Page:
Wednesday, February 21, 2007

I can see the story now; "the 2008 Coast to Coast course will be radically re-designed to improve accessibility." It's not out of the question if yesterdays report is escalated.

The Federated Mountain Clubs of New Zealand have quite rightly pointed out that DoC is "attempting to make the mountains safe instead of encouraging people to make decisions." DoC want to highlight the risks of tramping with signage placed numerously and conveniently along trails.

Issues of signage and safety have emerged following the deaths of two inexperienced foreign trampers in recent years. Interestingly the news source claims that family members (in England) "helped identify the risks of climbing in the Mount Aicken area". Clever people those English.

This article on sheep rustling in Devon gives an indication of the concepts of scale and remoteness held by some English. So yes, the New Zealand back country would seem an extraordinarily inhospitable place for many. But it's no basis for installing traffic lights along the Mingha-Deception.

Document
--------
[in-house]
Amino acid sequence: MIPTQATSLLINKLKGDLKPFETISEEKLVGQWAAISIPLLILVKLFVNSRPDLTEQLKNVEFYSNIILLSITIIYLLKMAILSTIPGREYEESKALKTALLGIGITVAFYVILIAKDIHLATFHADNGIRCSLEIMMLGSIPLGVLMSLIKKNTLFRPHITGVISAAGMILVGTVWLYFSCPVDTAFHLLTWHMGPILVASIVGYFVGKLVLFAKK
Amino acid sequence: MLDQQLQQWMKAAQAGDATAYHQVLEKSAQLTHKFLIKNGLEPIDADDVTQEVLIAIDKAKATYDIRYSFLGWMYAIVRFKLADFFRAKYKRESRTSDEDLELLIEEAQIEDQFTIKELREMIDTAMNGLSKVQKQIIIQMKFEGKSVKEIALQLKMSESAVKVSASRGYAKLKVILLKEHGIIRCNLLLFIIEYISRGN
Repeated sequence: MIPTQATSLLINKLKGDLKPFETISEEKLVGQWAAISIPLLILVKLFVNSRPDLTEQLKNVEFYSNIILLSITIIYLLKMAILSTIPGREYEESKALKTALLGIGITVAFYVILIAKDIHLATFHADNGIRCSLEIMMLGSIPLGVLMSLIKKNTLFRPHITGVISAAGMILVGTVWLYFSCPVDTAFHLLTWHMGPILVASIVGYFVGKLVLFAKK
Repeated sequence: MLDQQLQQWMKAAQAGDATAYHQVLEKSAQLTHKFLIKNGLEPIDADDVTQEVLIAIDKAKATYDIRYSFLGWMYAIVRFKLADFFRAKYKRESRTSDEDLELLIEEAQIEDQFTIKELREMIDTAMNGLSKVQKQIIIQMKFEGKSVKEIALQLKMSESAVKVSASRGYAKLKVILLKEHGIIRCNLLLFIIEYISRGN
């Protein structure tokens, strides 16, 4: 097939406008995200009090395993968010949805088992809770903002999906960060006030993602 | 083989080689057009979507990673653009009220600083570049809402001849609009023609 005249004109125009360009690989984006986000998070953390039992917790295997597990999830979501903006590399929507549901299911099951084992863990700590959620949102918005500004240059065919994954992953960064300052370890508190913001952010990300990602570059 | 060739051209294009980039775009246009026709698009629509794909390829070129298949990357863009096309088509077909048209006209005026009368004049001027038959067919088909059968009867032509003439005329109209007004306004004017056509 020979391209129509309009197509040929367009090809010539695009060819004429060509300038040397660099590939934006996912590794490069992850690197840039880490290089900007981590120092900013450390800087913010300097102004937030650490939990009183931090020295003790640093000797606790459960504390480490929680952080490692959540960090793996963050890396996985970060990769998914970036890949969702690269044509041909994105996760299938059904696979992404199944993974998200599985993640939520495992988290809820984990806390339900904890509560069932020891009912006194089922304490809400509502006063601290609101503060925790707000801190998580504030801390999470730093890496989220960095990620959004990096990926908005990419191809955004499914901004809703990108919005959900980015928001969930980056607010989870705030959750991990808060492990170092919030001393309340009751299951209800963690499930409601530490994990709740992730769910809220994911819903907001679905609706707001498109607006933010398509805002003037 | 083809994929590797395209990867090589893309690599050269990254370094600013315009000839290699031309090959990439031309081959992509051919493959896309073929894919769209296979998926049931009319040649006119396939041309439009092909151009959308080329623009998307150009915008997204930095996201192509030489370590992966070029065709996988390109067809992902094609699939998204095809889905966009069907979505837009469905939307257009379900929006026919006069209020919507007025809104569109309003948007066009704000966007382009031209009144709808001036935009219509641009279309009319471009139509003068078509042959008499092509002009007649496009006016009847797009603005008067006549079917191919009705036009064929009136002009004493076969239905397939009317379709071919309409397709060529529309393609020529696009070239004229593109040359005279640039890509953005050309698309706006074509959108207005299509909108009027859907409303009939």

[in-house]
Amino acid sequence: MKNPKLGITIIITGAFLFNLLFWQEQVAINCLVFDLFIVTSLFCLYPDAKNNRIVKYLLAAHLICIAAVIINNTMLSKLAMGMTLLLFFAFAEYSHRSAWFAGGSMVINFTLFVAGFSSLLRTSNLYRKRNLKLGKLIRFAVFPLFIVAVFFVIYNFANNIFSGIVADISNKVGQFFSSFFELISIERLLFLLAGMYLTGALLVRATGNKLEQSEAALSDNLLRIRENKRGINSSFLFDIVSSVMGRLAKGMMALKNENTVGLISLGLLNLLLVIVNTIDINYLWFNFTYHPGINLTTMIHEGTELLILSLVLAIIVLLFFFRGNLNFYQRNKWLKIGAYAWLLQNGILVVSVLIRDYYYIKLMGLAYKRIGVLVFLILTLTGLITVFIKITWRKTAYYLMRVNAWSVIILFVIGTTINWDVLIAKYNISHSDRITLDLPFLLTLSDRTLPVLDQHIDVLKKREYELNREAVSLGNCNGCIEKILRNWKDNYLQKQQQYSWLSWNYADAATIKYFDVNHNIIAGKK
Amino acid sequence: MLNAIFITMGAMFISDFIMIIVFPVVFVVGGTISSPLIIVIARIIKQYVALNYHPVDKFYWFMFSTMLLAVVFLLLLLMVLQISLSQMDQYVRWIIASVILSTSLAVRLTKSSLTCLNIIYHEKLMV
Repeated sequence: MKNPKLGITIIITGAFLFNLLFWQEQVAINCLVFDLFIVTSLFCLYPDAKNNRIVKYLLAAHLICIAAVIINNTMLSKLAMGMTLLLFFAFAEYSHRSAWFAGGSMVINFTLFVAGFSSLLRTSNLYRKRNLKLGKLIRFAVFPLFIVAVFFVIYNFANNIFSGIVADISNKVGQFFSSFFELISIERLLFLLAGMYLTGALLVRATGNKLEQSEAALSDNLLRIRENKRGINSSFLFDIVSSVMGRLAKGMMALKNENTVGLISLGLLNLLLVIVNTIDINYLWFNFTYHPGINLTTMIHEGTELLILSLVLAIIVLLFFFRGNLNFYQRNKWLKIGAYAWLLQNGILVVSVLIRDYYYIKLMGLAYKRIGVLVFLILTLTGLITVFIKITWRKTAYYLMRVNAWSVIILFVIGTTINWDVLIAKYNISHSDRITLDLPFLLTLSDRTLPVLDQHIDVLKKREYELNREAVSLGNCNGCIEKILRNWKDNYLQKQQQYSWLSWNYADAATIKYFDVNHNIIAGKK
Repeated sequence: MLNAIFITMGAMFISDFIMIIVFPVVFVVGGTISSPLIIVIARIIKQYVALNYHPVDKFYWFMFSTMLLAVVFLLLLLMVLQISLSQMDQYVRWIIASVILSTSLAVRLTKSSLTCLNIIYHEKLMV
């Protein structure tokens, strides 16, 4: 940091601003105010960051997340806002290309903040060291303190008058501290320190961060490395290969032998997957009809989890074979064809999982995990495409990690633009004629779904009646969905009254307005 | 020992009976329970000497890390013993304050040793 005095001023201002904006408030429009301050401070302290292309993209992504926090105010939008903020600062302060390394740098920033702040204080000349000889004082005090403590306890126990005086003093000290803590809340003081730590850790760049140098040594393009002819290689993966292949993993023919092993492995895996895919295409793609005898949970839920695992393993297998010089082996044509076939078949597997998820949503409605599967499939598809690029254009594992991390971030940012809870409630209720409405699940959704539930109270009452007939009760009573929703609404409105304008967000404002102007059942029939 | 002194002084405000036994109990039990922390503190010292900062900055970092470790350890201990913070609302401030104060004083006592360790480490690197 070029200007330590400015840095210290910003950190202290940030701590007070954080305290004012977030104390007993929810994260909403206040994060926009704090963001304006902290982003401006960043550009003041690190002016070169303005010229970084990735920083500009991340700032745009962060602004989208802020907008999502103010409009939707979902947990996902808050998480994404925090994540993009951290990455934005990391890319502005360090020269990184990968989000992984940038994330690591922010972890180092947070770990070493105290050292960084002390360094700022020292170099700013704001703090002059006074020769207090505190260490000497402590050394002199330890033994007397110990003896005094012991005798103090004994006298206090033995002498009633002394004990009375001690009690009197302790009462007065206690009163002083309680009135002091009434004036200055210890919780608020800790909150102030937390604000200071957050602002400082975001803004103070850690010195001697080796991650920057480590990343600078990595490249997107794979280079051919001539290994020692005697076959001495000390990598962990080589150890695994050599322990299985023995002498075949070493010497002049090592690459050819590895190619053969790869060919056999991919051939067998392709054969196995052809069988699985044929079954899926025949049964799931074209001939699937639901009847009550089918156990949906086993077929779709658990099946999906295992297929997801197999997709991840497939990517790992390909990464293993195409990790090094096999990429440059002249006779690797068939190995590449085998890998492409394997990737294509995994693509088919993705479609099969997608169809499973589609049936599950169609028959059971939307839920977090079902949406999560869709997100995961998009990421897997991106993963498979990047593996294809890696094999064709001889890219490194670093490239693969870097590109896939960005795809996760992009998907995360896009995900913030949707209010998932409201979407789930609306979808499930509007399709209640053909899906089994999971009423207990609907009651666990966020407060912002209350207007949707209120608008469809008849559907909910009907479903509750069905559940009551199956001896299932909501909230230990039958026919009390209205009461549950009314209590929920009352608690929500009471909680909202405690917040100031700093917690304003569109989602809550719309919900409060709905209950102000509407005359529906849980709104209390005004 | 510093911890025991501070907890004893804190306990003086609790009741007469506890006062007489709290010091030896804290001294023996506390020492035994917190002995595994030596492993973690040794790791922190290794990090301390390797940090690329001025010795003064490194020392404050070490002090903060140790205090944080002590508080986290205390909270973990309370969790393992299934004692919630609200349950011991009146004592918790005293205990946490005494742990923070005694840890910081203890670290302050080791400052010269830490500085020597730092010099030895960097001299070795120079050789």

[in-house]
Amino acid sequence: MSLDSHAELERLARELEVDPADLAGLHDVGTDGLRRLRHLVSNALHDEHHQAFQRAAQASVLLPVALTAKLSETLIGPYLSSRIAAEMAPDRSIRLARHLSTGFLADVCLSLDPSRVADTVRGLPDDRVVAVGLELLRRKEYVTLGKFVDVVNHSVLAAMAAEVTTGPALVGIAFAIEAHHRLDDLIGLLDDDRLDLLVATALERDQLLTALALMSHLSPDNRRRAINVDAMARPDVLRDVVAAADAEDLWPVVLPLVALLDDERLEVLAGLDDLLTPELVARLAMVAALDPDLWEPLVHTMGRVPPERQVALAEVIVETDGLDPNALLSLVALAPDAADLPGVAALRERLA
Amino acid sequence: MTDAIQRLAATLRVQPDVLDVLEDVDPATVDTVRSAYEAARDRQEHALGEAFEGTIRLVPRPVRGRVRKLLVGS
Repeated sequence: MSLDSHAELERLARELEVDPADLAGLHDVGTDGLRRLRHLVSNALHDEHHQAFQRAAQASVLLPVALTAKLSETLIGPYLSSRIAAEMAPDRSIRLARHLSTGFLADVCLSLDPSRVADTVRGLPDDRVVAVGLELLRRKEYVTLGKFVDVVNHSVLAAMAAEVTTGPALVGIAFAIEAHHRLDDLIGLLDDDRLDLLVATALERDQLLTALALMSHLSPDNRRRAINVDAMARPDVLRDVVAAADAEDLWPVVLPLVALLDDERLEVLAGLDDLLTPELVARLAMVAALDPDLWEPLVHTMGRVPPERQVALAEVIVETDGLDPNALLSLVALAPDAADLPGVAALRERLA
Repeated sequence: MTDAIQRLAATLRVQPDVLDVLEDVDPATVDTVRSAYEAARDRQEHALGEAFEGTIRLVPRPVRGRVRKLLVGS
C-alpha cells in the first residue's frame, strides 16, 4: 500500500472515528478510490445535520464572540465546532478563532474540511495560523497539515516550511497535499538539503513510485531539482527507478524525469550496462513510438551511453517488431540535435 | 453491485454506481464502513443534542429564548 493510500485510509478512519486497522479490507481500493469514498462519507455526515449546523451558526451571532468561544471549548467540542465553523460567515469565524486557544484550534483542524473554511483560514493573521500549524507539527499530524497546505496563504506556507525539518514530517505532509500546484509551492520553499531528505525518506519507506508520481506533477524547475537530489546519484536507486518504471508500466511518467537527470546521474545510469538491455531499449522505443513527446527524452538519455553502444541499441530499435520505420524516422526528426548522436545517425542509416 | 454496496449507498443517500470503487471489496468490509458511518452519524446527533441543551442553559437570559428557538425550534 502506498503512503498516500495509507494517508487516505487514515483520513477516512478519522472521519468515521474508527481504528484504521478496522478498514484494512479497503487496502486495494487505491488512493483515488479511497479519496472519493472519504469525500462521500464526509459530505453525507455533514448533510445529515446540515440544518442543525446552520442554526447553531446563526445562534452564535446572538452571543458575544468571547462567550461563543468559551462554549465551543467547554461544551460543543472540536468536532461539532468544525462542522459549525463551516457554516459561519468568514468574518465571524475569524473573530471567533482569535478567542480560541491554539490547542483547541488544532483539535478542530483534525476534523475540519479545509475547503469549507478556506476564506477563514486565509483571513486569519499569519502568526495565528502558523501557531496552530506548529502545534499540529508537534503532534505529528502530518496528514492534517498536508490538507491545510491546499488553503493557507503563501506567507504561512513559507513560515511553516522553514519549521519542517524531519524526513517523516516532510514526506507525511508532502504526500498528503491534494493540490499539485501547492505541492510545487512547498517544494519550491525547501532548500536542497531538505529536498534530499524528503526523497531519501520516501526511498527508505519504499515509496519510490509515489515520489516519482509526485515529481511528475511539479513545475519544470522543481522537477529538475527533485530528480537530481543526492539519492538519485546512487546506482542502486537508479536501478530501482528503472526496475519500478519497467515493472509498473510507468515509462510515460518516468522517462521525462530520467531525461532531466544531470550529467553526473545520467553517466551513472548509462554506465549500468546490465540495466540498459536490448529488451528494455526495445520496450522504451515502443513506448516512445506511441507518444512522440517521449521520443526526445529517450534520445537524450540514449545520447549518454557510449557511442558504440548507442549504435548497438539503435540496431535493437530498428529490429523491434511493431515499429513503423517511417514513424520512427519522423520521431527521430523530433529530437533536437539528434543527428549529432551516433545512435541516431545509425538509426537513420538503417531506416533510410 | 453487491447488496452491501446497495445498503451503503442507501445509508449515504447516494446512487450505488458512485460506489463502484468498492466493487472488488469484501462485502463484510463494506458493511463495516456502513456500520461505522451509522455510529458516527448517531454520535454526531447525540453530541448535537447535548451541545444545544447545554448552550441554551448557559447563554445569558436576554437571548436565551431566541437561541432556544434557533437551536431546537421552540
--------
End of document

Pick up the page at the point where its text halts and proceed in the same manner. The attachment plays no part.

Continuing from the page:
Naturally we have sympathy for the families impacted, and for DoC's direct role in reflecting that. But nanny state criticism has grown during the current Labour Government term. Increased track signage seems another "there there my dear" intervention. According to the Mountain Clubs

"such changes have the potential to reduce, rather than improve, safety for inexperienced people, while diminishing the quality of the mountain environment for more experienced users. High-quality tracks can lull the unwise and unwary into a false sense of security."
It's just as well that DoC have no mandate for signage in Auckland retail areas.

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